Search Results

You are looking at 1 - 2 of 2 items for

  • Author or Editor: Kalpana Sharma x
Clear All Modify Search
Free access

Kalpana Sharma, Erica Goss and Ariena H.C. van Bruggen

Imported Hawaiian Ti Cordyline plants (Cordyline fruticosa) ‘Tipsy Pink’ with anthracnose symptoms were found in Gainesville, FL, in 2013. A Colletotrichum spp. was isolated from symptomatic Cordyline plants and Koch’s postulates were fulfilled. The colony color on acidified potato dextrose agar (PDA) was orange with slight shades of pink and light gray aerial mycelium. Sclerotia and setae were absent. Conidia were one-celled, hyaline, guttulate, and cylindrical with round ends. The mean size of the conidia was 14.7 × 5.0 μm and ranged from 12.5 to 17.5 × 3.8 to 7.5 μm. Polymerase chain reaction (PCR) was performed on the internal transcribed space (ITS) and 28S rDNA regions of the isolate, and the sequences were compared with those of Colletotrichum spp. in GenBank. Sequence analysis indicated that the isolate belonged to C. cordylinicola. This is the first report of C. cordylinicola on C. fruticosa in Florida and the United States. Anthracnose symptoms developed on healthy-looking, latently infected Hawaiian Ti plants within 2 to 3 months, and 34% to 44% of the non-inoculated plants became diseased in 3 months. Reactions of several Dracaena and Cordyline species and varieties including Hawaiian Ti to C. cordylinicola were assessed. Several Dracaena and Cordyline species and varieties including Hawaiian Ti exhibited a differential response when inoculated with C. cordylinicola, but none of them was resistant. Hawaiian Ti was the most and lucky bamboo (Dracaena sanderiana) the least susceptible [area under the disease progress curve (AUDPC) = 71 vs. 10 cm2·d–1] to C. cordylinicola. The slope of the log-transformed disease progress regression line was steepest on Hawaiian Ti and D. marginata variety ‘Colorama’ plants, intermediate on varieties ‘Tarzan’ and ‘Magenta’, and least on lucky bamboo [slope = 0.046, 0.044, 0.036, and 0.034 vs. 0.020 log(cm2 + 1)/d, respectively, with a mean se of 0.0006].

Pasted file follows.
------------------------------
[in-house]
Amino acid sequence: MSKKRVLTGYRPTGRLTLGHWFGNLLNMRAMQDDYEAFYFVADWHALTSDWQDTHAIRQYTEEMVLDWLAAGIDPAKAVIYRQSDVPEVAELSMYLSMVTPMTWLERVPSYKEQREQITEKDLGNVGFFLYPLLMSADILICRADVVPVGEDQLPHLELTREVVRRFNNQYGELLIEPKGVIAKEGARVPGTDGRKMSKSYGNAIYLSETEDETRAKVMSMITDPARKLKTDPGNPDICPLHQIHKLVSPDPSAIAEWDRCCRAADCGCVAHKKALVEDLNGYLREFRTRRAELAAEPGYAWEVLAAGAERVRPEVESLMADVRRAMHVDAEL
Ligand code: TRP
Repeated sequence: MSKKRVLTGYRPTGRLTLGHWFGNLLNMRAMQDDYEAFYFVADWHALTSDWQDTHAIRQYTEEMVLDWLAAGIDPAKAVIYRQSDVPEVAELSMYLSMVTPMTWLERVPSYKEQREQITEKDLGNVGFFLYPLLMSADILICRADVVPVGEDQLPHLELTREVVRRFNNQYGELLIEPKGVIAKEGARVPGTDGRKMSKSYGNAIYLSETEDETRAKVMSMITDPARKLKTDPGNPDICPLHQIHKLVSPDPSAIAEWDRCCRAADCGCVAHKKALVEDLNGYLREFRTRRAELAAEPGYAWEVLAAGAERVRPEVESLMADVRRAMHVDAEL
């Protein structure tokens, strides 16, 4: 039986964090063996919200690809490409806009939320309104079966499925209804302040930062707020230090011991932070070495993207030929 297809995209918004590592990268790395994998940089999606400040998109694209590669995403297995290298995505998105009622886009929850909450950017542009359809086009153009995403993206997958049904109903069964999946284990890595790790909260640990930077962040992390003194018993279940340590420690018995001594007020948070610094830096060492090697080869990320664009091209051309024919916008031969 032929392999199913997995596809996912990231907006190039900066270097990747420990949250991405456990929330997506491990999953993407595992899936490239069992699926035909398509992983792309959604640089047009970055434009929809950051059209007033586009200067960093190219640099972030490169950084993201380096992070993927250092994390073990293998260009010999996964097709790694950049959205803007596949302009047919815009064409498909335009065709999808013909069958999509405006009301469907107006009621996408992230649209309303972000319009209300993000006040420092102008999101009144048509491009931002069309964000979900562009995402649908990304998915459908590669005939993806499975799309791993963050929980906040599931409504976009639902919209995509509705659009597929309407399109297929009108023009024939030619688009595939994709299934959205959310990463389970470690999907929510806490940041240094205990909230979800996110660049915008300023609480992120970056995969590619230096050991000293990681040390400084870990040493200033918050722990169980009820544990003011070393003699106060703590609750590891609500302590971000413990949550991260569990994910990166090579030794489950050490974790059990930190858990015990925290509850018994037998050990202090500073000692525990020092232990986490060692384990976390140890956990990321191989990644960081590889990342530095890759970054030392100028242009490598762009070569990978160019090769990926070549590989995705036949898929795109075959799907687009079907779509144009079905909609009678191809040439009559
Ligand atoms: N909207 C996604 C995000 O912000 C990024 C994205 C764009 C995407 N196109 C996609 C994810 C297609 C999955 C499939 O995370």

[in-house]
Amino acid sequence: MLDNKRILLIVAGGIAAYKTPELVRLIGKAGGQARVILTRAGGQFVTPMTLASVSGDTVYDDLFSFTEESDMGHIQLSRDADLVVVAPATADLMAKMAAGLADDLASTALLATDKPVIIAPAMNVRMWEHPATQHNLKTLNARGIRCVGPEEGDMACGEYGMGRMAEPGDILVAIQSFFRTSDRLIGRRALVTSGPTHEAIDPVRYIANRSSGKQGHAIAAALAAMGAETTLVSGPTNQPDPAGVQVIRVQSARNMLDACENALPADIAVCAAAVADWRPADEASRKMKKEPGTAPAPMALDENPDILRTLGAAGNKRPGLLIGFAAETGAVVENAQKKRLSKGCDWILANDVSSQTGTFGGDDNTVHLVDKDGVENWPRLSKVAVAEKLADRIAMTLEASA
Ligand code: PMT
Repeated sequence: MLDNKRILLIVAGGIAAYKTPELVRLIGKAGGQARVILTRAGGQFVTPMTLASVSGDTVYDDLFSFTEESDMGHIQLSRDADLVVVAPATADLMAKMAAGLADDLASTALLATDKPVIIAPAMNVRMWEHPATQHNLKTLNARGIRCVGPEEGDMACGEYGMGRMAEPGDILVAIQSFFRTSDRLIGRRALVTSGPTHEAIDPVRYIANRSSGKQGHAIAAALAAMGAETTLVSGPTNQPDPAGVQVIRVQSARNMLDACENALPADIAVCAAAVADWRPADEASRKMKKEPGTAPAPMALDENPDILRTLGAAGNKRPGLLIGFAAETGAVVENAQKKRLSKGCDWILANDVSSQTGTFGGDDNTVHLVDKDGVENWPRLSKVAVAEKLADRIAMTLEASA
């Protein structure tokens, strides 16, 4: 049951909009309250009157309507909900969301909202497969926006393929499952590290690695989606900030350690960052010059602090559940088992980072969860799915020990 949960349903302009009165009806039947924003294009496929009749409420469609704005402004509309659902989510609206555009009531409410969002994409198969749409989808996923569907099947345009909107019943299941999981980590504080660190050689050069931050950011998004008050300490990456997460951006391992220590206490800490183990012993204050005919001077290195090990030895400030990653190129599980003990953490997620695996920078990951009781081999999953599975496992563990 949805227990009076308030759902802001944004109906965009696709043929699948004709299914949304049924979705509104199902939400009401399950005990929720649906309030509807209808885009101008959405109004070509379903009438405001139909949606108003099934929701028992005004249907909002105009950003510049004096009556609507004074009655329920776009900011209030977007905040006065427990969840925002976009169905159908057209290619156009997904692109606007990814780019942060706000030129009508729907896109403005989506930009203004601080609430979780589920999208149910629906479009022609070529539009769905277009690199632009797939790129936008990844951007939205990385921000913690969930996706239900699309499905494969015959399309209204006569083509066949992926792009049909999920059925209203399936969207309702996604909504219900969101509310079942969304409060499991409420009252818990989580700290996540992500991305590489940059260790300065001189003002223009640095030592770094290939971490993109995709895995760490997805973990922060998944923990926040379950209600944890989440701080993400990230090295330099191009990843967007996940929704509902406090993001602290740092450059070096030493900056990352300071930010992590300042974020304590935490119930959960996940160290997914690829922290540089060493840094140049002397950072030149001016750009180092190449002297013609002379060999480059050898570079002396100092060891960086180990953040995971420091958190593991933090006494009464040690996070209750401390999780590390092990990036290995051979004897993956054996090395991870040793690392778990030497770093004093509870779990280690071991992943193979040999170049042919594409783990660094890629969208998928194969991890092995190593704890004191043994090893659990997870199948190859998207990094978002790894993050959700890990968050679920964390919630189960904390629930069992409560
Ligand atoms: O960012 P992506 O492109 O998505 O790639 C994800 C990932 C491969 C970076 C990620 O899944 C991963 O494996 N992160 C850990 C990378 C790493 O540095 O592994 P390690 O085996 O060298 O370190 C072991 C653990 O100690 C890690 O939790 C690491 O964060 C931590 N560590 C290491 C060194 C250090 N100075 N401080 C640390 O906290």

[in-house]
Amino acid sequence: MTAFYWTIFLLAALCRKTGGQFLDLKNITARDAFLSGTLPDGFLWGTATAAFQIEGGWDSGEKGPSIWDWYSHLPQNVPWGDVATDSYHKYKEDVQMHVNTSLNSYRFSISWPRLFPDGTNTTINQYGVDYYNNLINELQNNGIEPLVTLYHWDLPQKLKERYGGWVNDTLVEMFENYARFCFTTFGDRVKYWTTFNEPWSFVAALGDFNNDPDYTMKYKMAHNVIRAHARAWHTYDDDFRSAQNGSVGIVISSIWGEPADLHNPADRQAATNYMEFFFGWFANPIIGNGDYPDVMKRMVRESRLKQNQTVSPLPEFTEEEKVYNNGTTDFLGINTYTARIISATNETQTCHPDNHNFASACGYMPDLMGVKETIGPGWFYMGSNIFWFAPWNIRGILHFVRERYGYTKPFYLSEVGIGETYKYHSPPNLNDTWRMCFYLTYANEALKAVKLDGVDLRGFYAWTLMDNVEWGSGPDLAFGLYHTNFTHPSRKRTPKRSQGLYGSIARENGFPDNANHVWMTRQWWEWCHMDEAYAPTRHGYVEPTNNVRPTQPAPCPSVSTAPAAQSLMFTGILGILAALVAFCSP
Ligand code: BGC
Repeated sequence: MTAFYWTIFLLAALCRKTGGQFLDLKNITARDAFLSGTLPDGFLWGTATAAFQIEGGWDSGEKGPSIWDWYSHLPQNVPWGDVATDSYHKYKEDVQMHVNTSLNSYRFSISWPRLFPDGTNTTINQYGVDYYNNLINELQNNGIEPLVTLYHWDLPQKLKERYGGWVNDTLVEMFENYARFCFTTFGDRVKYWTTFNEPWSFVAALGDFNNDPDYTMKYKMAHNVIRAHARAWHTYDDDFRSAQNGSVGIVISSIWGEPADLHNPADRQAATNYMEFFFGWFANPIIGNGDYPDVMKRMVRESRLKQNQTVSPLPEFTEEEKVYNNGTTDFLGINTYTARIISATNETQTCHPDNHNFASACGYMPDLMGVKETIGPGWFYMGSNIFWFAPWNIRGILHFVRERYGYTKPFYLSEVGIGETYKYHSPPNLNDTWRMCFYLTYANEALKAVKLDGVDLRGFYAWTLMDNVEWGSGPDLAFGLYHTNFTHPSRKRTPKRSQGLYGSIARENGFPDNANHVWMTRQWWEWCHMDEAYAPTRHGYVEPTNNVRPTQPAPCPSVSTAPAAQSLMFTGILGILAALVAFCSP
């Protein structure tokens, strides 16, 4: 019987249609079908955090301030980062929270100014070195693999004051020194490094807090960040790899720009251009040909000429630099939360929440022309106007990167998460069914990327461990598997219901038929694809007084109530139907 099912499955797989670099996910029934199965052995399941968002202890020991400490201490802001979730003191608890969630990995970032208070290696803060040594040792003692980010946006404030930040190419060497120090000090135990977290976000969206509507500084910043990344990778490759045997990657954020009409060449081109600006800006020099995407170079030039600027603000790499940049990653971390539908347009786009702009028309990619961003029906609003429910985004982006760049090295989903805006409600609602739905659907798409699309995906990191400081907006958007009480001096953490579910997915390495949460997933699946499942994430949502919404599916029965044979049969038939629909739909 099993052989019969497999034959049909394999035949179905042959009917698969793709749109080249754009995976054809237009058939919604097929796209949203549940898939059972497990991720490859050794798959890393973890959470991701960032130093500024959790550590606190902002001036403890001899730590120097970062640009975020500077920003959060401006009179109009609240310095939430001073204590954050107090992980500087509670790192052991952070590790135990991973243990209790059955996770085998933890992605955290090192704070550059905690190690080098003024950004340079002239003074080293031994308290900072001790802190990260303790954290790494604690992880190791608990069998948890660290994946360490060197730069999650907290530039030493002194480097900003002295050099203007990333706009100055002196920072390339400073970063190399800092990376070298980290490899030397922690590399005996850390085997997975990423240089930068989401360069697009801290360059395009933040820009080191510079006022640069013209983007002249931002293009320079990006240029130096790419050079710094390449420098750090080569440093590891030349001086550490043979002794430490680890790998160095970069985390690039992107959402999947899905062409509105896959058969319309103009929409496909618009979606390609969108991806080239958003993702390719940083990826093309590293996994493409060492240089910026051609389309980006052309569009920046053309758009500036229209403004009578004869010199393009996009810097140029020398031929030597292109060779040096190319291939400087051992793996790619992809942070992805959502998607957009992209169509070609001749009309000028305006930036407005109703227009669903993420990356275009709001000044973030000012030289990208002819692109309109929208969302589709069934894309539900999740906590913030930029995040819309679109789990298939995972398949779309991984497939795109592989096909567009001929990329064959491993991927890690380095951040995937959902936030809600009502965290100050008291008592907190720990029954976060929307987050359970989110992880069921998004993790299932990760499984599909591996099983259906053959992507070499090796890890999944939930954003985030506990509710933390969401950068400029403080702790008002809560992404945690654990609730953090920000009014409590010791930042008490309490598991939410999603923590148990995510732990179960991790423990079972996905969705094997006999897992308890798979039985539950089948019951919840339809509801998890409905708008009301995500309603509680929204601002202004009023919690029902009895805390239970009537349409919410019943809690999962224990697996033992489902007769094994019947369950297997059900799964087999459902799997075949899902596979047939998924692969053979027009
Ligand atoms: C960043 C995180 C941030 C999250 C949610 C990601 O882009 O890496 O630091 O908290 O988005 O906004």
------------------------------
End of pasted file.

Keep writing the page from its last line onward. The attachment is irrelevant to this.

Free access

Kalpana Sharma, Joyce L. Merritt, Aaron Palmateer, Erica Goss, Matthew Smith, Tim Schubert, Robert S. Johnson and Ariena H.C. van Bruggen

International trade in ornamental plants has increased worldwide. Dracaena is the genus most frequently imported into the United States and many pests and pathogens currently not in the United States could be imported with Dracaena plant materials. In 2009, lucky bamboo (Dracaena sanderiana) with anthracnose symptoms was found in Florida. The associated fungus, putative Colletotrichum dracaenophilum, is considered a reportable pathogen that originated from Asia. Imported D. sanderiana plants with anthracnose symptoms were collected from a nursery in south Florida in 2011 and retail stores in north Florida in 2012 and 2013. Five isolates of Colletotrichum spp. were isolated from symptomatic D. sanderiana plants and Koch’s postulates were fulfilled for the first time. Polymerase chain reaction was performed on the internal transcribed space (ITS) and 28S rDNA regions of three original isolates and re-isolates and these sequences were compared with sequences of Colletotrichum spp. in GenBank. Sequence analysis indicated that the Colletotrichum isolates obtained from D. sanderiana in Florida belonged to C. dracaenophilum or the C. gloeosporioides species complex. Latent infections on healthy-looking lucky bamboo developed anthracnose lesions within 2 to 3 months. The reaction of several Dracaena species and varieties to the two Colletotrichum species was tested. Colletotrichum dracaenophilum caused the most severe disease on lucky bamboo, whereas one isolate of the C. gloeosporioides species complex was least pathogenic to all of the Dracaena spp. and varieties. Hot water treatments were not effective at controlling latent infections, but application of Azoxystrobin at 0.075 g a.i./L significantly reduced anthracnose development on both latently infected and inoculated lucky bamboo plants.